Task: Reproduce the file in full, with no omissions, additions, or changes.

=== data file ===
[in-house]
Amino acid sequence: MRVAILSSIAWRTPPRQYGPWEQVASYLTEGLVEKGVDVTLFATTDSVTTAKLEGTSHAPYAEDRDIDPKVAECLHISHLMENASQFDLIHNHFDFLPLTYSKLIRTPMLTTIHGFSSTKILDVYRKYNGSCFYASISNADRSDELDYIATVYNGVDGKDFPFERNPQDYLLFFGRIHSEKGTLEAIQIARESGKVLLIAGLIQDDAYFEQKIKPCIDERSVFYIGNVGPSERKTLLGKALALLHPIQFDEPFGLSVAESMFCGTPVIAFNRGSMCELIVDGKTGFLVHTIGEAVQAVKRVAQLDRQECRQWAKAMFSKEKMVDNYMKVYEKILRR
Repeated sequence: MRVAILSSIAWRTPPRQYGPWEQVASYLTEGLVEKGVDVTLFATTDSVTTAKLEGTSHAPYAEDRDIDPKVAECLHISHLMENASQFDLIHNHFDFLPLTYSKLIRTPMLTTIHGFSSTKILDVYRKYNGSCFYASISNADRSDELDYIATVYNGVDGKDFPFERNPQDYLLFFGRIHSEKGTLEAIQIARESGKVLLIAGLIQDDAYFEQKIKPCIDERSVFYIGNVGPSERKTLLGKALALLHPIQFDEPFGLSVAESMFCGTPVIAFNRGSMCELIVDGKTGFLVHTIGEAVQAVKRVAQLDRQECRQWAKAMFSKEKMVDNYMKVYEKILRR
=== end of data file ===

[in-house]
Amino acid sequence: MRVAILSSIAWRTPPRQYGPWEQVASYLTEGLVEKGVDVTLFATTDSVTTAKLEGTSHAPYAEDRDIDPKVAECLHISHLMENASQFDLIHNHFDFLPLTYSKLIRTPMLTTIHGFSSTKILDVYRKYNGSCFYASISNADRSDELDYIATVYNGVDGKDFPFERNPQDYLLFFGRIHSEKGTLEAIQIARESGKVLLIAGLIQDDAYFEQKIKPCIDERSVFYIGNVGPSERKTLLGKALALLHPIQFDEPFGLSVAESMFCGTPVIAFNRGSMCELIVDGKTGFLVHTIGEAVQAVKRVAQLDRQECRQWAKAMFSKEKMVDNYMKVYEKILRR
Repeated sequence: MRVAILSSIAWRTPPRQYGPWEQVASYLTEGLVEKGVDVTLFATTDSVTTAKLEGTSHAPYAEDRDIDPKVAECLHISHLMENASQFDLIHNHFDFLPLTYSKLIRTPMLTTIHGFSSTKILDVYRKYNGSCFYASISNADRSDELDYIATVYNGVDGKDFPFERNPQDYLLFFGRIHSEKGTLEAIQIARESGKVLLIAGLIQDDAYFEQKIKPCIDERSVFYIGNVGPSERKTLLGKALALLHPIQFDEPFGLSVAESMFCGTPVIAFNRGSMCELIVDGKTGFLVHTIGEAVQAVKRVAQLDRQECRQWAKAMFSKEKMVDNYMKVYEKILRR